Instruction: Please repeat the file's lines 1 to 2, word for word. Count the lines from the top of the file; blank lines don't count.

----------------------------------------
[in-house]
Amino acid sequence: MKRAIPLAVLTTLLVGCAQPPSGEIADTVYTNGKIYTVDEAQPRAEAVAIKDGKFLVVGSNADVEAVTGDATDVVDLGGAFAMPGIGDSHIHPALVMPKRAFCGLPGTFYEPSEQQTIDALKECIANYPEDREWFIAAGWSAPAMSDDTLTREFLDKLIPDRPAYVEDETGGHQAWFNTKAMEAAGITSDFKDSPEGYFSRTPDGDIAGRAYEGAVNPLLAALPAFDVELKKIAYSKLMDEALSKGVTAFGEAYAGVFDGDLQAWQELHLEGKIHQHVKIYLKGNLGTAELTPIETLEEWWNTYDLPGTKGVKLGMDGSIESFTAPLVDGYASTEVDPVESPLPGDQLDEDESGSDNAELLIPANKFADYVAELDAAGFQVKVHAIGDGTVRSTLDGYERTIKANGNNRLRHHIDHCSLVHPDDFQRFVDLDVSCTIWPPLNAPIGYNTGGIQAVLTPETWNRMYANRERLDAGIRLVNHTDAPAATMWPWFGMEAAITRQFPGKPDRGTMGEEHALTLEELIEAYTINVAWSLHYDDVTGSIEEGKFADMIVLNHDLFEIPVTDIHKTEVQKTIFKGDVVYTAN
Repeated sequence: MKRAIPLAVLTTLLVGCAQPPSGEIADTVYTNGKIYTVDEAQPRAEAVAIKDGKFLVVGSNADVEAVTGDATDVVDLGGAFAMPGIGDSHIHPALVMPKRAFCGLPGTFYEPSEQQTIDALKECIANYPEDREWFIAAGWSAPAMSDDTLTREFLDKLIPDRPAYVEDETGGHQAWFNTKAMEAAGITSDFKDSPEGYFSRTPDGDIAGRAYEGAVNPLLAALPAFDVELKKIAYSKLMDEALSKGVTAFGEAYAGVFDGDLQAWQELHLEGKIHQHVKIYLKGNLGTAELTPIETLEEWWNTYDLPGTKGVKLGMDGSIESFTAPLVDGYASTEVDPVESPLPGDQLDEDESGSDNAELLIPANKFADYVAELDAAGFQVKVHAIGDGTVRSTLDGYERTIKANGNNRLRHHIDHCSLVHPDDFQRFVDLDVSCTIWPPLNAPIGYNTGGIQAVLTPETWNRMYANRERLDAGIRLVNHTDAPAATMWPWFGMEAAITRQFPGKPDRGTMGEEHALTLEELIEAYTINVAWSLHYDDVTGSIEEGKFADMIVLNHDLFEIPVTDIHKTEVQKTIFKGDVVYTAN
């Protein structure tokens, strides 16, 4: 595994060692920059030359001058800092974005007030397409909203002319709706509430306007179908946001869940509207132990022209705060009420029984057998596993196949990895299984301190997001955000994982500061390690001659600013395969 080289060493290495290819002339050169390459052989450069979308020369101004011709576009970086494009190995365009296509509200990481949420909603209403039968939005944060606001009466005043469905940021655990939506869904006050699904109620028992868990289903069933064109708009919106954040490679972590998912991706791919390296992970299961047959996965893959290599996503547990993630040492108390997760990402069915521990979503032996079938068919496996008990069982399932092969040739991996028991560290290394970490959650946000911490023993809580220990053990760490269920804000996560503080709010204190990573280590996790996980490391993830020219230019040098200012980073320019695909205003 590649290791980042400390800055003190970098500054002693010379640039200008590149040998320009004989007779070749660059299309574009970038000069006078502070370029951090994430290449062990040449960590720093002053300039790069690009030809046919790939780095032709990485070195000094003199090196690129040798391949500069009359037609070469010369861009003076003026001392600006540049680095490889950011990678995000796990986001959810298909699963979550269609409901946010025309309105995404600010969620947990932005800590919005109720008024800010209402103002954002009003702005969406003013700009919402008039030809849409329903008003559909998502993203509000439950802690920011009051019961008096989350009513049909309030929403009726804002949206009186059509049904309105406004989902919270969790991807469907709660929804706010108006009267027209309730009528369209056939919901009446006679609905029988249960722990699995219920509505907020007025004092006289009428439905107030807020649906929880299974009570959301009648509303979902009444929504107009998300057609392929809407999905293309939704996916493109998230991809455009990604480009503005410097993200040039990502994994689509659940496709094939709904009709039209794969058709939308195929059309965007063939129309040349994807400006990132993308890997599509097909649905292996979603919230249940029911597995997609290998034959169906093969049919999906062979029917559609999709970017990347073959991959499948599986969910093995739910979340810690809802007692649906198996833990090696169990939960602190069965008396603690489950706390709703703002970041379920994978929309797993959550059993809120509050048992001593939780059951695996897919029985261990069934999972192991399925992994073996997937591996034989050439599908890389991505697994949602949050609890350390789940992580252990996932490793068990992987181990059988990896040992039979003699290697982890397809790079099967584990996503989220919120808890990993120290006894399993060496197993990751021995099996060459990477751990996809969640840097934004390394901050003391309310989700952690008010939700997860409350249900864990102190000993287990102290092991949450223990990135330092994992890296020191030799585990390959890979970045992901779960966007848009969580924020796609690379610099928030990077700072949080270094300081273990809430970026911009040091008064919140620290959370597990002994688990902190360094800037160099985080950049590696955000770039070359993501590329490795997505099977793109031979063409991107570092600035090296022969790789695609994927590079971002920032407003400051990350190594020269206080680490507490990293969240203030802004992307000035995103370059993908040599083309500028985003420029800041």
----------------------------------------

[in-house]
Amino acid sequence: MKRAIPLAVLTTLLVGCAQPPSGEIADTVYTNGKIYTVDEAQPRAEAVAIKDGKFLVVGSNADVEAVTGDATDVVDLGGAFAMPGIGDSHIHPALVMPKRAFCGLPGTFYEPSEQQTIDALKECIANYPEDREWFIAAGWSAPAMSDDTLTREFLDKLIPDRPAYVEDETGGHQAWFNTKAMEAAGITSDFKDSPEGYFSRTPDGDIAGRAYEGAVNPLLAALPAFDVELKKIAYSKLMDEALSKGVTAFGEAYAGVFDGDLQAWQELHLEGKIHQHVKIYLKGNLGTAELTPIETLEEWWNTYDLPGTKGVKLGMDGSIESFTAPLVDGYASTEVDPVESPLPGDQLDEDESGSDNAELLIPANKFADYVAELDAAGFQVKVHAIGDGTVRSTLDGYERTIKANGNNRLRHHIDHCSLVHPDDFQRFVDLDVSCTIWPPLNAPIGYNTGGIQAVLTPETWNRMYANRERLDAGIRLVNHTDAPAATMWPWFGMEAAITRQFPGKPDRGTMGEEHALTLEELIEAYTINVAWSLHYDDVTGSIEEGKFADMIVLNHDLFEIPVTDIHKTEVQKTIFKGDVVYTAN